As everyone in the Evangelical world, and many beyond, know by now, evangelist and apologist Ravi Zacharias was a phony and serial sexual abuser. Those are words I never thought I’d write, to say the least, but they also don’t surprise me. Christianity assumes and teaches that fallen man is, well, fallen. It assumes and teaches that the sinful human heart is capable of complete self-deception. It also teaches that salvation is the reconciliation of man to a holy God by an inner transformation, and not merely intellectual assent to certain propositions. It appears that Ravi was all head and no heart. Zillions of people have written and talked about this, and many have asked if they thought Rave was saved, or not. A tree, Jesus tells us, is known by it’s fruit, but the history of redemption we encounter in our Bibles is filled with God using and saving terribly flawed human beings, so none of us knows the answer. From what I’ve heard and read about all this, Ravi seems to me like he was a smooth talking sociopath, but I’ll leave the judging of his soul to God.

There is much hand-wringing not only for people and ministries trying to figure out how such a thing could happen, and for so long, but what to do about it going forward. Those are obviously complicated questions because this wasn’t the first time this has happened, and it won’t be the last. On this side of eternity, people will always disappoint, to one degree or another. That is one reason that the great Christian ethic is love, rooted in God himself becoming a man and loving us literally to death. Sometimes love means drawing a firm line about what is acceptable behavior for someone calling themselves a Christian. This is especially true of leaders. Paul gives very clear instructions in I Timothy 3 that leaders are held to very high standards, regardless of what we call these men.

Our church went through something while not remotely similar to this situation, the pastor had issues related to sex, and eventually decided to resign. I went to meet with the new head pastor after this had happened, and he told me that people in the congregation kept telling the leaders of the church that people are “in pain.” Mind you, this was quite a while after this all happened. As he described things, and the way people had been and were still reacting this way, my response was, why don’t these people grow up! I mean seriously, human beings are sinners and sinners sin! Saved Christian sinners, and even pastors and other leaders in the church, sin. Different sins have different consequences, and some always stay hidden away in the sinful human heart. Sometimes sinner fall in a big way. So what. To me this is evidence of the Christian worldview and what the Bible teaches. Just read the Bible, all of it, and nothing will surprise you.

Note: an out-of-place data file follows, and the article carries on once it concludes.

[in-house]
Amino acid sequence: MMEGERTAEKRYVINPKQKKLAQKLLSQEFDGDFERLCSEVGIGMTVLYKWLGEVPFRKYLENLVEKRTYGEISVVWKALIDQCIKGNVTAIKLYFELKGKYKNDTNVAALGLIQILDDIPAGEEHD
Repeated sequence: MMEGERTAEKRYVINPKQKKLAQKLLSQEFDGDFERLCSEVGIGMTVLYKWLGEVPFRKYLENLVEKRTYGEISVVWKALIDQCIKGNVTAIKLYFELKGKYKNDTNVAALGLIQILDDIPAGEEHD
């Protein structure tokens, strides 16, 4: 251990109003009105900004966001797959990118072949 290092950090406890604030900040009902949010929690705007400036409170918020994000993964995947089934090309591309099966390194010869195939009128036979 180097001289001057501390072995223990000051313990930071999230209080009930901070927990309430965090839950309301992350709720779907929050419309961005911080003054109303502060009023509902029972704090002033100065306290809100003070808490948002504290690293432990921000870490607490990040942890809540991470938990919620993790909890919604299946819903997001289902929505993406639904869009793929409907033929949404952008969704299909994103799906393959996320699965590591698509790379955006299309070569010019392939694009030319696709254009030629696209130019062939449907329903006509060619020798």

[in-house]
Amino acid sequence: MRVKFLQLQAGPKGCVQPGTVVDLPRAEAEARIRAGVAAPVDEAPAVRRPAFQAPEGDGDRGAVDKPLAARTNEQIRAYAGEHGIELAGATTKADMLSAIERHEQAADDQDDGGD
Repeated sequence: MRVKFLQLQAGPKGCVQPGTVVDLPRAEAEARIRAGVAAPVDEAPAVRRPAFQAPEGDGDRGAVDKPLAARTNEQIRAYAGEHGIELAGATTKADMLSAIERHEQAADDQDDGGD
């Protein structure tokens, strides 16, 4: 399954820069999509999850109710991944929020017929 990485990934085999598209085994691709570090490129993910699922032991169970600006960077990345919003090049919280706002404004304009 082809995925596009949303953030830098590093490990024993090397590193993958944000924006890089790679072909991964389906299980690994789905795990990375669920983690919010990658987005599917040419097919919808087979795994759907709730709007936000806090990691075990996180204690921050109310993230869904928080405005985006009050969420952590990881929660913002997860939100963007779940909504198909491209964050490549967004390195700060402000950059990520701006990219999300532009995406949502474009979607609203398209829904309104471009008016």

This is also a great, albeit sad, apologetics opportunity. For those of us with children, it allows us to explain to them how that what Ravi Zacharias did can really only be explained by Christianity. The so called problem of evil has always been more of a problem for those who reject Christianity (Judaism obviously has the same explanation, although they haven’t accepted the answer). Atheistic materialism has zero explanation for evil, and other worldviews and religions don’t even try to explain why evil exists. They just take it has an obvious fact of existence, and offer their own works oriented answers which fail to provide any answers. Skeptics are also fond of throwing out the old bromide that there are zillions of religions, and that they all think they are true, so none of them can be. It’s funny when people whose worldview doesn’t offer any rationale for truth are so confident in asserting what they claim to be is true. All these other religions also want a piece of Jesus, except the part where he claims to be the only way to the Father, and where his first followers claimed that there is no other name under heaven by which we must be saved.

When confronted with the horrific truth of the hypocrisy of a man like Ravi Zacharias, a man whose life denied everything he proclaimed, we are driven back to the need for the cross. There we find the only place where ultimate justice and love come together to provide the only answer to what seems so inexplicable to us.

 

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